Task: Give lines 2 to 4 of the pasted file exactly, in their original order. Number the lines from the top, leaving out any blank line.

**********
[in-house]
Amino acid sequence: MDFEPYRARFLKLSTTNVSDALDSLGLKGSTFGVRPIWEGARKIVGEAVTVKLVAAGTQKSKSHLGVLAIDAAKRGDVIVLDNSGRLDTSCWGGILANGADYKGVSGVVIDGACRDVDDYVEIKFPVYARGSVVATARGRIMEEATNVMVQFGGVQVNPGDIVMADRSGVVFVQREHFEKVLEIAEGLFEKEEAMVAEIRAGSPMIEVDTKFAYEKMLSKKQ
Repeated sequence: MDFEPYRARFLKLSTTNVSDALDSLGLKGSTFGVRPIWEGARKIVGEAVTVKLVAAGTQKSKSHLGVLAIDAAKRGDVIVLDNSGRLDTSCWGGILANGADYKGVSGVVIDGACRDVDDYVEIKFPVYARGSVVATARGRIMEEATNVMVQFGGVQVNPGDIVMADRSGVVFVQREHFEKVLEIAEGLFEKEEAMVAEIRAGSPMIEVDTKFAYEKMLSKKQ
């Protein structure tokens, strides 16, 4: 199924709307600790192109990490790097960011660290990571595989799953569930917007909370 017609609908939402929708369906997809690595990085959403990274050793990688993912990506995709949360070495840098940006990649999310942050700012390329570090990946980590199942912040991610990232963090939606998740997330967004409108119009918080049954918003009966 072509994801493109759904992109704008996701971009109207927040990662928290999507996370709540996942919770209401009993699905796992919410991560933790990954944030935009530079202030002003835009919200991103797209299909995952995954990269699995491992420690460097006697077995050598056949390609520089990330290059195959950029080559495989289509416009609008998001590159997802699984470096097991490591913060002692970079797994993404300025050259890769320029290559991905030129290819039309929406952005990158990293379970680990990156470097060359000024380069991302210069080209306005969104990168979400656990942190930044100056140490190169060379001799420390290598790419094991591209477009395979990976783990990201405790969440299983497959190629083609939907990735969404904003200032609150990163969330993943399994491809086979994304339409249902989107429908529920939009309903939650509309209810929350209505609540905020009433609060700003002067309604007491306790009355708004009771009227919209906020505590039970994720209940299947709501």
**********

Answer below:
Amino acid sequence: MDFEPYRARFLKLSTTNVSDALDSLGLKGSTFGVRPIWEGARKIVGEAVTVKLVAAGTQKSKSHLGVLAIDAAKRGDVIVLDNSGRLDTSCWGGILANGADYKGVSGVVIDGACRDVDDYVEIKFPVYARGSVVATARGRIMEEATNVMVQFGGVQVNPGDIVMADRSGVVFVQREHFEKVLEIAEGLFEKEEAMVAEIRAGSPMIEVDTKFAYEKMLSKKQ
Repeated sequence: MDFEPYRARFLKLSTTNVSDALDSLGLKGSTFGVRPIWEGARKIVGEAVTVKLVAAGTQKSKSHLGVLAIDAAKRGDVIVLDNSGRLDTSCWGGILANGADYKGVSGVVIDGACRDVDDYVEIKFPVYARGSVVATARGRIMEEATNVMVQFGGVQVNPGDIVMADRSGVVFVQREHFEKVLEIAEGLFEKEEAMVAEIRAGSPMIEVDTKFAYEKMLSKKQ
């Protein structure tokens, strides 16, 4: 199924709307600790192109990490790097960011660290990571595989799953569930917007909370 017609609908939402929708369906997809690595990085959403990274050793990688993912990506995709949360070495840098940006990649999310942050700012390329570090990946980590199942912040991610990232963090939606998740997330967004409108119009918080049954918003009966 072509994801493109759904992109704008996701971009109207927040990662928290999507996370709540996942919770209401009993699905796992919410991560933790990954944030935009530079202030002003835009919200991103797209299909995952995954990269699995491992420690460097006697077995050598056949390609520089990330290059195959950029080559495989289509416009609008998001590159997802699984470096097991490591913060002692970079797994993404300025050259890769320029290559991905030129290819039309929406952005990158990293379970680990990156470097060359000024380069991302210069080209306005969104990168979400656990942190930044100056140490190169060379001799420390290598790419094991591209477009395979990976783990990201405790969440299983497959190629083609939907990735969404904003200032609150990163969330993943399994491809086979994304339409249902989107429908529920939009309903939650509309209810929350209505609540905020009433609060700003002067309604007491306790009355708004009771009227919209906020505590039970994720209940299947709501």